Papers of John Masefield

Archive Collection

Scope and Content

Collection of letters and other items found on the desk of John Masefield after his death in August 1967 regarding the Queen's Gold Medal for Poetry, 1965 - '[Philip] Larkin's Year'

Administrative / Biographical History

John Masefield was born in Ledbury, Herefordshire in 1878. At the age of sixteen he entered the merchant navy although he deserted a year later after completing an Atlantic voyage and became a vagrant in America.

In 1894, Masefield boarded the Gilcruix, destined for Chile recording his experiences while sailing through extreme weather and was awed by the beauty of nature. On reaching Chile, Masefield suffered from sunstroke and was hospitalized, eventually returning home as a passenger aboard a steam ship. In 1895, Masefield returned to sea on a windjammer destined for New York City. However, the urge to become a writer and the hopelessness of life as a sailor overtook him, and in New York, he deserted ship. He lived as a vagrant for several months, before returning to New York City, he did many odd jobs, finding work as an assistant to a bar keeper.

Masefield returned to England in 1897 where he found work as a journalist. For a while he worked under Charles Masterman, the literary editor of the Daily Chronicle. Masefield's first published book was Salt Water Ballads (1902). After joining the Manchester Guardian in 1907, Masefield continued to write poetry and 1910 saw the publication of his collected work Ballads and Poems. This was followed by The Everlasting Mercy (1911) and The Widow in the Bye Street (1912).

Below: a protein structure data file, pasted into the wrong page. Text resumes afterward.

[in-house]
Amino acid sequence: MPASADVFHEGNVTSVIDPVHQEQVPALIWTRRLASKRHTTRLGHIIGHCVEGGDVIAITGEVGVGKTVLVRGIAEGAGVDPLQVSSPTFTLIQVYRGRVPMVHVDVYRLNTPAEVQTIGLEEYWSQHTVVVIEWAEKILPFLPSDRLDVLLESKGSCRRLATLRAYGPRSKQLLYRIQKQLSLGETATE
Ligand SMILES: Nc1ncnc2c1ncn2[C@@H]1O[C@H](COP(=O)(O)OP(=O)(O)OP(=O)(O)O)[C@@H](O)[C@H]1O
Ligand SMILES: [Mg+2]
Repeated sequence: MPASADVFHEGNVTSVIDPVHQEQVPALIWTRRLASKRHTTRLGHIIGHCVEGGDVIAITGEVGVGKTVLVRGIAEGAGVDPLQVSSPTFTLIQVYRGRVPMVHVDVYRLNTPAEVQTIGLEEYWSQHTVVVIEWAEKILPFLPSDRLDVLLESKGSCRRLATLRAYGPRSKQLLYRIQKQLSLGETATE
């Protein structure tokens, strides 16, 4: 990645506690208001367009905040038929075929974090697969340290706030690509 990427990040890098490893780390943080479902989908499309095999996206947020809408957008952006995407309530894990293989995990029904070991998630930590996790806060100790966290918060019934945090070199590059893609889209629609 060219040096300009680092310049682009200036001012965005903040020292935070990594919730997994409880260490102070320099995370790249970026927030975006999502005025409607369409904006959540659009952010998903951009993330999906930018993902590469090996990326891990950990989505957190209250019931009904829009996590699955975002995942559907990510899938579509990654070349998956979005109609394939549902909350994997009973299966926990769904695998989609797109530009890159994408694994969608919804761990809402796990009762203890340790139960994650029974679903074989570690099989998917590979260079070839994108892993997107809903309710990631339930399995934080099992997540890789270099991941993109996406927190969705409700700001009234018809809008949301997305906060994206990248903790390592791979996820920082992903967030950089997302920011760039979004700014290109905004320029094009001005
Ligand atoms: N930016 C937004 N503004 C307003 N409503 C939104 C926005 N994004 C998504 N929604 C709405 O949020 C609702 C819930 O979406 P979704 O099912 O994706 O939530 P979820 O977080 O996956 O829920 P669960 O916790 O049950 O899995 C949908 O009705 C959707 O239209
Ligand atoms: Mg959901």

Soon after the outbreak of the First World War, Masefield joined the Red Cross and served in France and then went on the Dardanelles expedition with an ambulance unit and witnessed the Gallipoli disaster. When Masefield returned to England, he was recruited by Charles Masterman, the head of Britain's War Propaganda Bureau (WPB). Masefield was sent to America to give lectures on how Britain was winning the war. On his return, Masefield reported to Charles Masterman that he had been heckled at meetings when talking about the Dardanelles campaign. Masterman asked Masefield to write a pamphlet the counter the image in America that the British had been defeated at Gallipoli. In his pamphlet, Gallipoli, published in 1916, Masefield attempted to show the glory of the campaign. In 1917 Masefield wrote another pamphlet, The Old Front Line, for the War Propaganda Bureau. In the pamphlet Masefield described German retreats on the Western Front and provided a considerable number of stories of heroic deeds performed by members of the British Army.

Masefield's Collected Poems (1923) sold in great numbers, as did the novels Sard Harker (1924) and Odtaa (1926). In 1930 Masefield became poet laureate a post he held until his death. He was awarded the Order of Merit by King George V and in 1937 was President of the Society of Authors. He produced more volumes of poetry, two novels about the sea, Dead Ned (1938) and Live and Kicking (1939) and two volumes of autobiography, So Long to Learn (1952) and Grace Before Ploughing (1966).

He died on 12 May 1967 and his ashes were placed in Poets Corner, Westminster Abbey.

Conditions Governing Access

Access will be granted to any accredited reader

Custodial History

Purchased at auction at Messrs Phillips, 101 New Bond Street, London, W1Y 0AS, 17 March 1994